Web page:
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Bitcoin slips as Musk’s mood moves market sharply yet again

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Crypto: Bitcoin is ‘mined’ using computers to audit transactions

Crypto: Bitcoin is ‘mined’ using computers to audit transactions

Crypto: Bitcoin is ‘mined’ using computers to audit transactions

Elon Musk's embrace of Bitcoin earlier this month rocketed the cryptocurrency almost 50pc higher to more than $58,000 (€48,000). His cold shoulder this weekend whipsawed the largest digital asset.

Bitcoin trimmed losses to 8pc after plunging as much as 17pc yesterday. It briefly came back below $50,000 in New York, giving up more than $8,000 in a matter of hours after the world's richest man tweeted his concern that the price had risen too high too quickly.

"Whatever he (Elon) does is going to dominate the news stream," said Ed Moya, senior market analyst at Oanda Corp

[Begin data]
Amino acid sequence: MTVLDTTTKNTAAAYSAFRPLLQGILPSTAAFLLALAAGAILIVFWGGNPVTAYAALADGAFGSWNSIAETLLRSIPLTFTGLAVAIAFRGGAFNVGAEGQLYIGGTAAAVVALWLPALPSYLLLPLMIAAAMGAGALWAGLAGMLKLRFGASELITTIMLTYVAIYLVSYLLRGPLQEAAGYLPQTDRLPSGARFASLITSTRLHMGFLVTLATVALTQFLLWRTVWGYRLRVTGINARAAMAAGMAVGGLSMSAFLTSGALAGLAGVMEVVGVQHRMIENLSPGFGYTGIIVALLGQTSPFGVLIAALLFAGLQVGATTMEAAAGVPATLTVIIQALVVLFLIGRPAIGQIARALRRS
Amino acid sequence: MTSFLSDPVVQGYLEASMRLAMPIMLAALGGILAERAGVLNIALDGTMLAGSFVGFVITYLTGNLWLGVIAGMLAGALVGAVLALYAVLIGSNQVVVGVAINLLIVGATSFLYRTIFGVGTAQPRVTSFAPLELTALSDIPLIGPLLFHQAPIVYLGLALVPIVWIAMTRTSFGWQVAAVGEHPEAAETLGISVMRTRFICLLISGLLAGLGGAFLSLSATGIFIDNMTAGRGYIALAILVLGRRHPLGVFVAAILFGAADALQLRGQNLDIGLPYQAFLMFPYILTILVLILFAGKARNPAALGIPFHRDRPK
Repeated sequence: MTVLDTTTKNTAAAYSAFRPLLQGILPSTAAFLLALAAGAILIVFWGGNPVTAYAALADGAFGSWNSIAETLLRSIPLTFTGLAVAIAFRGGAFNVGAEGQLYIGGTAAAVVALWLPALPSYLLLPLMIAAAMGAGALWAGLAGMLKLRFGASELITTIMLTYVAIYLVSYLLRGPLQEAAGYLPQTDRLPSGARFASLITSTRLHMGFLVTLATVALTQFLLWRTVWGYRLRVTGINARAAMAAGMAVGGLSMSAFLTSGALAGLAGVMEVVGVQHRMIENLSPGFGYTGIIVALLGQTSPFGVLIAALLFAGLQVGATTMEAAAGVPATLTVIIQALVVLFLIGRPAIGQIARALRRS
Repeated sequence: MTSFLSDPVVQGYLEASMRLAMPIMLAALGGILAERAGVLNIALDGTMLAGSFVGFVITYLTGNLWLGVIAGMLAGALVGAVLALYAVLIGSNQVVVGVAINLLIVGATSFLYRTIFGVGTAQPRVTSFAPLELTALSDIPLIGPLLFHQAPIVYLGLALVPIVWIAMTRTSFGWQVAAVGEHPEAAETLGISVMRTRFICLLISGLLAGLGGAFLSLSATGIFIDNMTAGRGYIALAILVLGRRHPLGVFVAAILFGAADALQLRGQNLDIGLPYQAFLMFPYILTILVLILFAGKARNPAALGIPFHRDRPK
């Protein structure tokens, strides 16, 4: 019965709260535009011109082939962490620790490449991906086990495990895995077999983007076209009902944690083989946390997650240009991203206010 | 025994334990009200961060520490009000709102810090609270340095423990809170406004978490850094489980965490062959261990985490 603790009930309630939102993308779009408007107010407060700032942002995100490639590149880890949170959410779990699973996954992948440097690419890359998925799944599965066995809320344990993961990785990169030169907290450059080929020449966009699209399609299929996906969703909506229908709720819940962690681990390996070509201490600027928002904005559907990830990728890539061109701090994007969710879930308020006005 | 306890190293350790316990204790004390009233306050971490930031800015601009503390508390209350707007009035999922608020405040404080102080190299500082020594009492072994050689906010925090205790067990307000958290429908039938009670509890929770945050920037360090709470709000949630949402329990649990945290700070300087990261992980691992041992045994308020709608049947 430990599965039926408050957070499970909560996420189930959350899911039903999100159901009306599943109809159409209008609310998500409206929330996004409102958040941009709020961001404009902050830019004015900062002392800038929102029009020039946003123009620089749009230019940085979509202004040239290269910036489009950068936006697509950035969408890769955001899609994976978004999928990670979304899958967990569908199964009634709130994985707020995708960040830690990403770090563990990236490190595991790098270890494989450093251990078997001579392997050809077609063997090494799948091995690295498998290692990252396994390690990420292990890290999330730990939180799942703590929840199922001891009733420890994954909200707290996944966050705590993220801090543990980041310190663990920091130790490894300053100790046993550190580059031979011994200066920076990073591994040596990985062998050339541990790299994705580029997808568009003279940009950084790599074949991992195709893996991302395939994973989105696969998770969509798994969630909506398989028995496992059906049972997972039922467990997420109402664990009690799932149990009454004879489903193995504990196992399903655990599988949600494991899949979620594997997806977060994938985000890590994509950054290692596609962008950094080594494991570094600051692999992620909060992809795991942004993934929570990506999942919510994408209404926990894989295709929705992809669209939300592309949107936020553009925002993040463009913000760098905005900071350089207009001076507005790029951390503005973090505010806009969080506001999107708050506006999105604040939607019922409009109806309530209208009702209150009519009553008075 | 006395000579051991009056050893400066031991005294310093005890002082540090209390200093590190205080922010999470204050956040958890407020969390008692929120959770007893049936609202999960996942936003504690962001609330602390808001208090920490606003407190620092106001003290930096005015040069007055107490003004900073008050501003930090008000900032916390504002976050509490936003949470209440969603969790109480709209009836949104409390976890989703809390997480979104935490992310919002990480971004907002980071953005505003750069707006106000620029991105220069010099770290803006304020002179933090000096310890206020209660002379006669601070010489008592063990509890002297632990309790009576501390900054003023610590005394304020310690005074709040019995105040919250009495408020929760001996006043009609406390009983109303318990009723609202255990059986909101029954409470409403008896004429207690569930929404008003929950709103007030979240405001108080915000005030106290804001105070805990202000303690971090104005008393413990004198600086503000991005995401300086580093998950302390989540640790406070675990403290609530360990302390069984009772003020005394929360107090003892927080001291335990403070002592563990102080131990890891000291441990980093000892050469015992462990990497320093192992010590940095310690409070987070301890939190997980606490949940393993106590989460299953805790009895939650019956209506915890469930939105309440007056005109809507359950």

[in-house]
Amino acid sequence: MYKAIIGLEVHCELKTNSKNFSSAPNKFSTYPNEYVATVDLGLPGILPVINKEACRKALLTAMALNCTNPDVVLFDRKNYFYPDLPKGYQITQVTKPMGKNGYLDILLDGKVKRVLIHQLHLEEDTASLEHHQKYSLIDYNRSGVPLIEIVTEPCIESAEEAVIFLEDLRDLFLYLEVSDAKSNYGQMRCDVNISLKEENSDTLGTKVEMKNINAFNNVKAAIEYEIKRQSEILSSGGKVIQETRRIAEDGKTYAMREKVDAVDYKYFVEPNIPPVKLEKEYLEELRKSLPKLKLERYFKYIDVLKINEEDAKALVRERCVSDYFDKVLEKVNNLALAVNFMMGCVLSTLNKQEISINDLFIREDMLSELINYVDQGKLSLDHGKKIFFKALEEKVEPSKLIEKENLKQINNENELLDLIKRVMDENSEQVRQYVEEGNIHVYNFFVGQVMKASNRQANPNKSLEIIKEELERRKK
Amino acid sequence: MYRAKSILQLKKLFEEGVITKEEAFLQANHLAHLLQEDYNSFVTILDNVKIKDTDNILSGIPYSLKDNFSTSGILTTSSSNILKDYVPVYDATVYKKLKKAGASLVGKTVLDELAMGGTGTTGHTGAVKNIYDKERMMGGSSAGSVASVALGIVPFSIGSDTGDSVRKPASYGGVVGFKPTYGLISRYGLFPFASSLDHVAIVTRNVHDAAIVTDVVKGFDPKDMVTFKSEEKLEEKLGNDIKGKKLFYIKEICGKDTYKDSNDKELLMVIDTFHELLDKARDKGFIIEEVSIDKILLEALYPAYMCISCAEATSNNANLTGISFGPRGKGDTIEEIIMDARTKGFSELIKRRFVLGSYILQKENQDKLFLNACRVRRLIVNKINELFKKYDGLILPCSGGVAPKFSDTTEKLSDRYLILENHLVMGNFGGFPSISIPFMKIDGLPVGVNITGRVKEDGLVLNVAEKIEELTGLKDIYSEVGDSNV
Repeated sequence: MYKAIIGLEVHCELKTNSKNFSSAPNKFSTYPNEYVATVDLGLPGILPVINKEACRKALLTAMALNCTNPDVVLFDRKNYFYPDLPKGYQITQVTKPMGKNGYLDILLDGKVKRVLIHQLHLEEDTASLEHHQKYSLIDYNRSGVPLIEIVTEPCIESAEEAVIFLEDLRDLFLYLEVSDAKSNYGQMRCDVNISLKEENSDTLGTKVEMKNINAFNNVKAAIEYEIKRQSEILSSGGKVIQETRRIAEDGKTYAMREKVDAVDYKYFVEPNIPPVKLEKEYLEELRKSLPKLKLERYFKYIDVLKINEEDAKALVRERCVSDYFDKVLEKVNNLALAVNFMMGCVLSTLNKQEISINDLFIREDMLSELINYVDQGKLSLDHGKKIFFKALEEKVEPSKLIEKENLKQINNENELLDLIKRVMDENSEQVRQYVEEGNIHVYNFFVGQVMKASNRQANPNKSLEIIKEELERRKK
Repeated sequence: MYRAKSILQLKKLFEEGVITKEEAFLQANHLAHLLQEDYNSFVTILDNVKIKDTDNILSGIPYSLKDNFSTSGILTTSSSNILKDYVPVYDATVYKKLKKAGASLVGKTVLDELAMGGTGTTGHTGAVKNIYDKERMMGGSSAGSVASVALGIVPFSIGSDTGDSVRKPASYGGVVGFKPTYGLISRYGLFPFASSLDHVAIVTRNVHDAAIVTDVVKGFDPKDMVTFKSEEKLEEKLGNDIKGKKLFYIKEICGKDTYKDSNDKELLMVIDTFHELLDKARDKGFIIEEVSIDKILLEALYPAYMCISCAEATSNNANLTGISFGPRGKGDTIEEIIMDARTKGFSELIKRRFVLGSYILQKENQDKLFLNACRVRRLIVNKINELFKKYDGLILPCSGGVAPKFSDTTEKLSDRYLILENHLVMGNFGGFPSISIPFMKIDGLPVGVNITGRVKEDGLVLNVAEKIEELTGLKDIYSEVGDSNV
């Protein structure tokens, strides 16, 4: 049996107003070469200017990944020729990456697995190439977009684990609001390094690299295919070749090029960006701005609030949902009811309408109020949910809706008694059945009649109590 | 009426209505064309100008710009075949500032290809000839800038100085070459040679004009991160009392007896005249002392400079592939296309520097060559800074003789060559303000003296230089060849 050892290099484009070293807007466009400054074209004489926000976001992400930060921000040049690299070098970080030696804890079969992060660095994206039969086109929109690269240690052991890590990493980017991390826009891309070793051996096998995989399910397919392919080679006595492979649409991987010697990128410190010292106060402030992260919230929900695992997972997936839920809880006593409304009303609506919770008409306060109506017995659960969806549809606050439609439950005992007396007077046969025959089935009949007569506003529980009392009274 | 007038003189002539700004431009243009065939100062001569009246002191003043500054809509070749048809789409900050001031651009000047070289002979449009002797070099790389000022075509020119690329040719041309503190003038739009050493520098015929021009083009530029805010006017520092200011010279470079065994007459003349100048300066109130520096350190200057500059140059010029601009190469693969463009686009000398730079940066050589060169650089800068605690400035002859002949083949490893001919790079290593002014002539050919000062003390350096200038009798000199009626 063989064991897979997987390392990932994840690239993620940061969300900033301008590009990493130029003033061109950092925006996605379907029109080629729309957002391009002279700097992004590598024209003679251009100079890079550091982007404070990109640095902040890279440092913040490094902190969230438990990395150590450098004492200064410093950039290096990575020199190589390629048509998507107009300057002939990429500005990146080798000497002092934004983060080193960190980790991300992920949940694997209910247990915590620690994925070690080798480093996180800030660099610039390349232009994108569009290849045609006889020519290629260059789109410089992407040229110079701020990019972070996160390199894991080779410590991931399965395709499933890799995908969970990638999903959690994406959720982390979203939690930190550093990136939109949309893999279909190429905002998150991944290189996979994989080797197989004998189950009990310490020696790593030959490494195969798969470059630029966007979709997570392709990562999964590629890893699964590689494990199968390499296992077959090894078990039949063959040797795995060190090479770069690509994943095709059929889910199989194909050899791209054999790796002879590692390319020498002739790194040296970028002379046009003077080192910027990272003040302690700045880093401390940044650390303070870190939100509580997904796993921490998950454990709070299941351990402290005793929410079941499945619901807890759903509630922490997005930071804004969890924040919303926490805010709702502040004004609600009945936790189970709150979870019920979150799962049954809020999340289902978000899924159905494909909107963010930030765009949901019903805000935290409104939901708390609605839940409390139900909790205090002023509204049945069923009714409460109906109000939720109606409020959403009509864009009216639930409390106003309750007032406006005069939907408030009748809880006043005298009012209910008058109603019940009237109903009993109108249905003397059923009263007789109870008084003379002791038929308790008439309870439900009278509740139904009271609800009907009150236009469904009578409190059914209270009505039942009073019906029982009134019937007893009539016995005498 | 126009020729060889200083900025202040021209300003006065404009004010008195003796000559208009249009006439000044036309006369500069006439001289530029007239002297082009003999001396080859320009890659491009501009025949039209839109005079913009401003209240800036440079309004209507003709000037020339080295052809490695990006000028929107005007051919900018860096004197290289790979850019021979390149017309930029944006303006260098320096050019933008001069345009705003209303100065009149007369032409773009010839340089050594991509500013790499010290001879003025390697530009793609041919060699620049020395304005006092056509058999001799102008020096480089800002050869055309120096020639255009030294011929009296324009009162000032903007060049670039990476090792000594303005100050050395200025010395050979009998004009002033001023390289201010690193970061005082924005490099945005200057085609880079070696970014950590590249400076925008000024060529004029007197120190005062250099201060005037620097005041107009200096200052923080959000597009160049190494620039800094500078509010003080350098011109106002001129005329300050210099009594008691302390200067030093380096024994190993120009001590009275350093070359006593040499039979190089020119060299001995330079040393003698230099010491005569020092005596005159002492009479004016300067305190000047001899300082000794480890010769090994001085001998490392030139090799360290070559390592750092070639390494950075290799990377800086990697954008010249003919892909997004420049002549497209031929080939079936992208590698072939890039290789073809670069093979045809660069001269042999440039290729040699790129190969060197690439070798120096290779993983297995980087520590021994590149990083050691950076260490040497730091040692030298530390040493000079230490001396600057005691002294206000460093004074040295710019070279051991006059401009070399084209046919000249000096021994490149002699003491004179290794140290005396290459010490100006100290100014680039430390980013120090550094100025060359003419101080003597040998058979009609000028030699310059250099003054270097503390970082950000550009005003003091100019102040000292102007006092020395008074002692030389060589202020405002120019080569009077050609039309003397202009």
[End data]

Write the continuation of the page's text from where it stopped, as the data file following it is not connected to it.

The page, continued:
The world's largest cryptocurrency has been on a tear this month, propelled by purchases from Musk's Tesla and institutional investors who say Bitcoin is an attractive alternative to gold and the dollar.

In February alone, Bitcoin was up more than 60pc, prompting commentary that the run-up is excessive. The digital token hit a new all-time high on Sunday and came close to surpassing $59,000. It traded at around $52,782 in New York trading yesterday morning.

It's widely believed that volatile weekend swings are driven by individuals trading the cryptocurrency at home. So it's also possible that prices fell on Monday as institutional crypto traders, who follow normal business hours, responded to Musk's Saturday tweet that Bitcoin prices "seem high."

Meanwhile, JPMorgan strategists have warned about Bitcoin's declining liquidity. Strategist Nikolaos Panigirtzoglou wrote on Friday that liquidity for the digital coin was lower than that for the S&P 500 Index and gold, meaning "even small flows can have a large price impact," he wrote.

"It should go without saying that new investors to Bitcoin should be prepared for major volatility and for prices to drop suddenly and as sharply as they have risen," according to Neil Wilson, chief analyst at Markets.com.

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